Narcolepsy unfortunately often comes with a myraid of other sleep disorders. She's already had obstructive sleep apnea and a question mark hangs over whether she also has central sleep apnea too which by all accounts is rare in children. By 4 am Mathilda was adamant it was over, and two hours later they had enough data to begin detaching the equipment. Those last two hours were pretty long for all of us.
A small crew of doctors "wet read" the results immediately (Stanford speak for a preliminary look at what showed up) and by 10 am we were in a small clinic room with Dr. Emmanuel Dement and Prof. Emmanuel Mignot to discuss how best they can manage Mathilda's night and day time symptoms going forward to enable her to thrive at school and home. In other words, to try and minimize the impact Narcolepsy has on every aspect of her life.
Finally, Mali Einen met me to discuss the new medication (a day time stimulant) and when we can expect confirmation of Mathilda's central sleep apnea. At this point I'm not really sure what that means. And If I'm honest, I'm too tired to look it up--it might be the sort of thing I need to psych myself up for. It's certainly not do-able today.
I also have no idea how we'll pay for this week--the cost of private healthcare in the USA is, to some extent, artificially inflated and our insurance doesn't cover this level of specialist care. But I do know that we have been given reason to be optimistic about Mathilda's future because if nothing else, she's in the best hands. And I'm not sure we can put a figure on that.
My regret is that not every child like Mathilda has access to such resources. I am well aware that CWN here in the US and in the UK and further afield should have access to the medication they need to offset their symptoms and give them what is rightfully theirs--an opportunity to thrive at school and at home, and the opportunity to live a near normal life. Yet, sadly, that eludes many CWN worldwide.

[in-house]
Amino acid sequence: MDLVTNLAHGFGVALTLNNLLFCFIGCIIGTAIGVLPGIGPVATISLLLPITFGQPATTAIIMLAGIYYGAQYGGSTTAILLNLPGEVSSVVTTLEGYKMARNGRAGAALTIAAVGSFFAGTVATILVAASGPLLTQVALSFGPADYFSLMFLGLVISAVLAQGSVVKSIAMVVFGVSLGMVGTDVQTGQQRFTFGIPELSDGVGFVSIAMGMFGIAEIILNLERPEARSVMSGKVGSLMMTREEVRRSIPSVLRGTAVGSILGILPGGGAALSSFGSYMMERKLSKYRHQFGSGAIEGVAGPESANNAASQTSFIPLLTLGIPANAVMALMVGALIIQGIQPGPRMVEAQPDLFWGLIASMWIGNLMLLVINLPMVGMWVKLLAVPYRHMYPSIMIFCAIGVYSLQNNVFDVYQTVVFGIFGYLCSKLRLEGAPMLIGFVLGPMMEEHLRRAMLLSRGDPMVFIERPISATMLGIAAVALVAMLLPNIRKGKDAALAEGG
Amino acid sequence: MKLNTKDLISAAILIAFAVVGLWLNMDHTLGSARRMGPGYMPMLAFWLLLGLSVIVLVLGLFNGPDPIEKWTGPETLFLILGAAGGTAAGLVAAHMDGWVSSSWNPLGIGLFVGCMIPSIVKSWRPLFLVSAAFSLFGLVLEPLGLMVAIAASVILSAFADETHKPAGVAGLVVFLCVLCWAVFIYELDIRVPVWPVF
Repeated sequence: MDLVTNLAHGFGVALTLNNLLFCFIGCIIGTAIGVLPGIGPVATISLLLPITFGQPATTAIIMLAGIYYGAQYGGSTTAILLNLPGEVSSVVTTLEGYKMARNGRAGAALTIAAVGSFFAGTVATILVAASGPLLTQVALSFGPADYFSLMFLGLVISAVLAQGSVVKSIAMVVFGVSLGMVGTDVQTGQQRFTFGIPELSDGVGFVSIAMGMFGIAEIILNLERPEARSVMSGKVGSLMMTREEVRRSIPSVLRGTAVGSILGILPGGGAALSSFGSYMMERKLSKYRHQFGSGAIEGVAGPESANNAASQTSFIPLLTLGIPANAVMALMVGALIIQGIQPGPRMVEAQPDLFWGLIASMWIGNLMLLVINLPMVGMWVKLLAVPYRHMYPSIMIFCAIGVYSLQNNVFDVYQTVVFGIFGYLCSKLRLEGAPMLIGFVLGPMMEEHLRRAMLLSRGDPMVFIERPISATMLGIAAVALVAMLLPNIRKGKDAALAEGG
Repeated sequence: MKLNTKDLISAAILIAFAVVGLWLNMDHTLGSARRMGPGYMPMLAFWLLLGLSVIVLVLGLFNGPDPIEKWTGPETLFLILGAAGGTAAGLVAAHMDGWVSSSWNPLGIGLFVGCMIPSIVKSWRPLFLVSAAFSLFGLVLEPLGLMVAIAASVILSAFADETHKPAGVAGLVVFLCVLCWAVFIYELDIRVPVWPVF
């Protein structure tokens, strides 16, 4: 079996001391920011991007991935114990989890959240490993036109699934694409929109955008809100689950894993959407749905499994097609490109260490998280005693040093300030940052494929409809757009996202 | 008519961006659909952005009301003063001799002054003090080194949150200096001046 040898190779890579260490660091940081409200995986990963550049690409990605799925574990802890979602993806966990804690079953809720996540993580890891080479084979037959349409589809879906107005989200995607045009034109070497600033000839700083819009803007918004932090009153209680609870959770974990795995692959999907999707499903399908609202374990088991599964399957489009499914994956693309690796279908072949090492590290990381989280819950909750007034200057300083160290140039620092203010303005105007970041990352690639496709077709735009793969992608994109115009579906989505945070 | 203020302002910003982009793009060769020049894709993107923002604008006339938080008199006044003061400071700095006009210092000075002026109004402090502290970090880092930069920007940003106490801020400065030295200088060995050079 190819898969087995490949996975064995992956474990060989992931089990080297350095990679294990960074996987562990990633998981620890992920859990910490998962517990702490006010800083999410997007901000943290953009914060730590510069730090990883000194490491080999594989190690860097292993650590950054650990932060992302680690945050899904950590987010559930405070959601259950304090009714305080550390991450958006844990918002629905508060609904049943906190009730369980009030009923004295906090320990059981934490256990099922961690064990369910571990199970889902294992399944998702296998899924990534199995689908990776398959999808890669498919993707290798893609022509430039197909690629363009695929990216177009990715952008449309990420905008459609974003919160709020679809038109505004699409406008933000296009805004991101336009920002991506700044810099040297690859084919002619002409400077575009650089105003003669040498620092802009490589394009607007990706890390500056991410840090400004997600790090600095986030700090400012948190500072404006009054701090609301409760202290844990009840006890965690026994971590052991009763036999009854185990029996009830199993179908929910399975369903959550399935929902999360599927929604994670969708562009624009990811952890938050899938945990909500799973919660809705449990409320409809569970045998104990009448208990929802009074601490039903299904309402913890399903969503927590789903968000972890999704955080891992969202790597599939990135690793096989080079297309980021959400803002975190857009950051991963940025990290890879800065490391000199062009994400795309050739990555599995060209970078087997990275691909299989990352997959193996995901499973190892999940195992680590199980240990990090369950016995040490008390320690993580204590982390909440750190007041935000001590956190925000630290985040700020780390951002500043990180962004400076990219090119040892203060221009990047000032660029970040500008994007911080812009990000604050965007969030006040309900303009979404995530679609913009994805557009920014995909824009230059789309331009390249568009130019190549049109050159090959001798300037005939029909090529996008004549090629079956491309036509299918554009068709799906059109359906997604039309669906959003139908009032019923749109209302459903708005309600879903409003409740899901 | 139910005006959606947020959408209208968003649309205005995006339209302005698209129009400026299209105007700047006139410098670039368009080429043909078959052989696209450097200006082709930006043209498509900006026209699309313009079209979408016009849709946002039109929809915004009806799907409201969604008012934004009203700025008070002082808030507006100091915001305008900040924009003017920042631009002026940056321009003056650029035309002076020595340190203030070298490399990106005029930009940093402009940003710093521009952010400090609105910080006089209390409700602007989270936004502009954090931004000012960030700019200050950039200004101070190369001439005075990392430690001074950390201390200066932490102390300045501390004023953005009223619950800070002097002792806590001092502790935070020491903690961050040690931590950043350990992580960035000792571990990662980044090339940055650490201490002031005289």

If only that were not the case.
Earlier this morning we packed Mathilda off to school. Back to her teacher and her classmates. Back to the tropical terranium she's making in science and the Latin test we didn't have time to work on.
Perhaps she'll continue to excel in languages, struggle in PE, and love recess despite the physical and psychological road blocks that threaten her. Perhaps she'll go on to learn other things like Irish dance, philosophy, and chemistry in 10th grade.
Maybe she'll grasp it one day:
that as exhausted parents we did our best along with the doctors that devote their lives to better the lives of children just like her;
and that behind the fuzz of a narcoleptic chihuahua are political complexities that frustrate and thwart work that would otherwise be accessible to all those that need it.
Mathilda might one day realize that there was something significant in those 12 vials of her blood that we sent from our home in England to a lab in California--an axis upon which her life (and ours) turned.
Die Luft Der Freiheiht Weht ... The wind of Freedom blows.
With grateful thanks to the "dogs for life" film crew from Bristol, Jerry, Mark, Mali Einen, Dr. Dement, Dr. Guilleminault and Prof. Mignot.
And to Mathilda Anais ... I'm proud to call you mine.